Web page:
Right now, the core group of gamers who give a crap about things like digital distribution likes Steam.  Steam is good.  Steam has pretty much every game a player could want.  Trying to tell these people to stop using Steam just for your games is an uphill battle, the sort of thing that mostly just convinces people they don’t want to bother with digital distribution for your games until you decide to get with the program.  And until you have the critical mass that prevents you from being ignored, you are not going to gain many adherents in the existing customer base.

Fortunately, you already have an in with a nontraditional customer base.  It’s called The Sims.  It’s not the sort of thing that is traditionally favored by gamers, and it already has an add-on setup that players are used to dealing with.  So instead of trying to compete with the giant on the giant’s terms, start looking smaller.  Use Origin for Sims purchases.  Push games like the various PopCap offerings, possibly even at discounted prices.  Target gamers who generally don’t think about digital distribution so that you will have an installed base that matters.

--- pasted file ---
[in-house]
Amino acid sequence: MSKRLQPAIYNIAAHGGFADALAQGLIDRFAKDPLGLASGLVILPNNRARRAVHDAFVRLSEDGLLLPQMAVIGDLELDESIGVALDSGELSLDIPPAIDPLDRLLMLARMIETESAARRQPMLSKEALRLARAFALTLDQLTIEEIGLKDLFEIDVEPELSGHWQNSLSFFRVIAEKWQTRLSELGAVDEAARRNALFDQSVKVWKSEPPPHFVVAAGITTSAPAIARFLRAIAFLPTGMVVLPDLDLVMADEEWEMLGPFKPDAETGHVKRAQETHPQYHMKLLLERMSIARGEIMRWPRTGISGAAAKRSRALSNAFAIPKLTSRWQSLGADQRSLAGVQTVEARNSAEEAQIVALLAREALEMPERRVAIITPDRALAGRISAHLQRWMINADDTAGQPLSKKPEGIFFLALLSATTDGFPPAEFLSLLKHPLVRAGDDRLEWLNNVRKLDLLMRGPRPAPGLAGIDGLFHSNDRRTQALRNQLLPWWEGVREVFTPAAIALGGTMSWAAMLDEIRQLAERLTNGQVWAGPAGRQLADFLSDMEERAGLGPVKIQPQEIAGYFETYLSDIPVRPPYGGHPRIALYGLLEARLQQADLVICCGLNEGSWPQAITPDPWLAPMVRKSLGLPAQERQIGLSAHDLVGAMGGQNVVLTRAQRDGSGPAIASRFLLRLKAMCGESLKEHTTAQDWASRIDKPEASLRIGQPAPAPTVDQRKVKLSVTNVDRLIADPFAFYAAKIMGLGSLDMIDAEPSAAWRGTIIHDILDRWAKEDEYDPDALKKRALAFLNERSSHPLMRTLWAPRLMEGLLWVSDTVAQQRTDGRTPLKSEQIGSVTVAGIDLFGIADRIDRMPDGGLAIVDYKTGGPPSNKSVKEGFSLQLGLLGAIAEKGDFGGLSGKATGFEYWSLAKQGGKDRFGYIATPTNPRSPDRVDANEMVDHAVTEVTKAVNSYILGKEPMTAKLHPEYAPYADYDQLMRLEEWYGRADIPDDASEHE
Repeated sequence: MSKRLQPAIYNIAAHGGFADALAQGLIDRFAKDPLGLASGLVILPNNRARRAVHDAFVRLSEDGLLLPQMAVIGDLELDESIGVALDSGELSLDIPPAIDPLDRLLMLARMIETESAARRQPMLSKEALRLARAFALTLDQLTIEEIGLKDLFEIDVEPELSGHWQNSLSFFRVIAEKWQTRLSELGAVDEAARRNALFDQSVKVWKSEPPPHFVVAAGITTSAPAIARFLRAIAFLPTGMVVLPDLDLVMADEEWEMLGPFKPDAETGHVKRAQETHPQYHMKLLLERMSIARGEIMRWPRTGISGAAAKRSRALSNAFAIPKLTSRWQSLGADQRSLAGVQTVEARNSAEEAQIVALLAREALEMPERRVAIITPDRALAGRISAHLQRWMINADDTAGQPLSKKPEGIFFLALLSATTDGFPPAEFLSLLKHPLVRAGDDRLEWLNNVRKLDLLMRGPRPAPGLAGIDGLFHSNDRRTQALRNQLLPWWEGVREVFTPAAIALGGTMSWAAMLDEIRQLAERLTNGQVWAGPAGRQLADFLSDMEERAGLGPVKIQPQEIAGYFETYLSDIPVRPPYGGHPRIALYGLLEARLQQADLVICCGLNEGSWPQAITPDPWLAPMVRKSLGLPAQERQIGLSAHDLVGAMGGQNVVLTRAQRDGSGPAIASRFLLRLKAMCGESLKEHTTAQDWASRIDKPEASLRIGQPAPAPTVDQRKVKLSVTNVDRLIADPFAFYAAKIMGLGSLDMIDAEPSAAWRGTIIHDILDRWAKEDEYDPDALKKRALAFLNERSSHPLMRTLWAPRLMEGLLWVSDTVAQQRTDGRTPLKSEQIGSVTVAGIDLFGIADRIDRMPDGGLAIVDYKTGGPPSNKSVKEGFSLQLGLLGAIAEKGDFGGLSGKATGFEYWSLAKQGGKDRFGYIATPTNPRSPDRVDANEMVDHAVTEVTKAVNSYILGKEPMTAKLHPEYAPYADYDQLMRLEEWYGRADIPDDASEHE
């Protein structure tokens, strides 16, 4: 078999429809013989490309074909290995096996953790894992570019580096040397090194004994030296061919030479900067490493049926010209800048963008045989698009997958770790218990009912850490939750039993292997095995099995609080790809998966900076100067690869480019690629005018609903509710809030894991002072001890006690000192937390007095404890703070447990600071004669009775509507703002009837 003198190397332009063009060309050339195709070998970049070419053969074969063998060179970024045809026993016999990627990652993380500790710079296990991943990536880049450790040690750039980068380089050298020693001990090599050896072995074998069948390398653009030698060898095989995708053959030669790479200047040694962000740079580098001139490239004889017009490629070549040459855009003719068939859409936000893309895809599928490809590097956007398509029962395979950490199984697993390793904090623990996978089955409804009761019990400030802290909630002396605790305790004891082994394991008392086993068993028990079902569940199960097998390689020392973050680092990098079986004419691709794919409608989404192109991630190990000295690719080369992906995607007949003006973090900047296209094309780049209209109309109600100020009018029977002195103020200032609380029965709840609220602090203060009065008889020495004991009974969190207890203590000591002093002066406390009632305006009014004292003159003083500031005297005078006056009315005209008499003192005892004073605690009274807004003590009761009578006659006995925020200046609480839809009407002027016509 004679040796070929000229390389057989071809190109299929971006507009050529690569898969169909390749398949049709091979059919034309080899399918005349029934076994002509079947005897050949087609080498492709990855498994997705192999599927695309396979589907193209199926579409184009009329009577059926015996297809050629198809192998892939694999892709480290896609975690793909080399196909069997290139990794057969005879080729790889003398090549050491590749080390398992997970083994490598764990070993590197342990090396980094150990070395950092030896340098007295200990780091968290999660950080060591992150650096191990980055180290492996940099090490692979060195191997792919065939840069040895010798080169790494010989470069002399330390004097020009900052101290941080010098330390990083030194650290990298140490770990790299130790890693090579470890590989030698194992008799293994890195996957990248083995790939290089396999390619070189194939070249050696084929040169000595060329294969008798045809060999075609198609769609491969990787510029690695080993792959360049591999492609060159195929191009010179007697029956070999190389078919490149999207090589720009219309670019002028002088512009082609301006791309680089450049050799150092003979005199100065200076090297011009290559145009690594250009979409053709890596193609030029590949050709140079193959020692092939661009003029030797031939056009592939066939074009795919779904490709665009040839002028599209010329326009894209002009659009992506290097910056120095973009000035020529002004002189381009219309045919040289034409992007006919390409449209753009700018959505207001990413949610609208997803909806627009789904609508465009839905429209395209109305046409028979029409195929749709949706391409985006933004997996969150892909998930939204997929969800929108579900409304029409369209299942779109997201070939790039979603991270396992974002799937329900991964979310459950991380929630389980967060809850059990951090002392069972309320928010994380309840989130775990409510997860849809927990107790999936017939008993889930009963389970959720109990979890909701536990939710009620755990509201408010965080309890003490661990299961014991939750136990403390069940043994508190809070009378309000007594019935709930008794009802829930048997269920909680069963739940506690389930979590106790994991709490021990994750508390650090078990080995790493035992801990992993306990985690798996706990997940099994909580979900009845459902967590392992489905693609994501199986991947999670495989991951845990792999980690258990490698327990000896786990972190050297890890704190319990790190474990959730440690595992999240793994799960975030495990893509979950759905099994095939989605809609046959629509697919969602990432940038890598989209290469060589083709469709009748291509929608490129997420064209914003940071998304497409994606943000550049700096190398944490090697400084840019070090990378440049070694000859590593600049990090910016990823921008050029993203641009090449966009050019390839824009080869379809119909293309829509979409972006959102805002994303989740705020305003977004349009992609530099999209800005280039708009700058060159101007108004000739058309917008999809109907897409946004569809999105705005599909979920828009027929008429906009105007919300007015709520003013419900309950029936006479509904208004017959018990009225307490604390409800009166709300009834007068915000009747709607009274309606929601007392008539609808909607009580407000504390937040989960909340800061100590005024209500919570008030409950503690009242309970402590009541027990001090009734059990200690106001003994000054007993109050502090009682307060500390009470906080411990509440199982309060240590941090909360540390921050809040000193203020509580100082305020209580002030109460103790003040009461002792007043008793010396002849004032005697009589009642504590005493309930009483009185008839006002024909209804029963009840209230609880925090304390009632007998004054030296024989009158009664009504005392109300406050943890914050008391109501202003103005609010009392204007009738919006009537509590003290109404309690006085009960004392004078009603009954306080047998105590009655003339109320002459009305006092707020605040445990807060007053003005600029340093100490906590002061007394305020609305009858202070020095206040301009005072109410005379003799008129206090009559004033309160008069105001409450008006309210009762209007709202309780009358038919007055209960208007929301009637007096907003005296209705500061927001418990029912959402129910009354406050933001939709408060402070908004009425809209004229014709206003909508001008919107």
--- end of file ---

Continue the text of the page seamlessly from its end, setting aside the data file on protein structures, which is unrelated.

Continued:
2. Give us something we can’t get on Steam

If you’re going to compete with Steam via selection, you have already failed.  You are marketing your store based on the fact that your company is very large and offers a very wide selection.  So instead of trying to compete with Steam by that angle, offer some ubiquity.  Start giving people who purchase a doodad in game 1 a corresponding bonus in games 2 through 5.

Yeah, it’s going to be kind of nuts if I buy a floral dress in The Sims 3 and get the same item in Mass Effect 3, but there are people who will appreciate that.  Heck, offer cross-game benefits just by owning those two games together.  Steam is largely a collection of games made by totally separate companies, so the games rarely work together in any meaningful sense.  You can change that.  You can even offer bonuses based on the cross-section of games purchase by any given player, reasoning that if a player has bought five sports games and the Mass Effect series, he’ll probably like sports-themed items in the latter and some bonus Salarian teams in the former.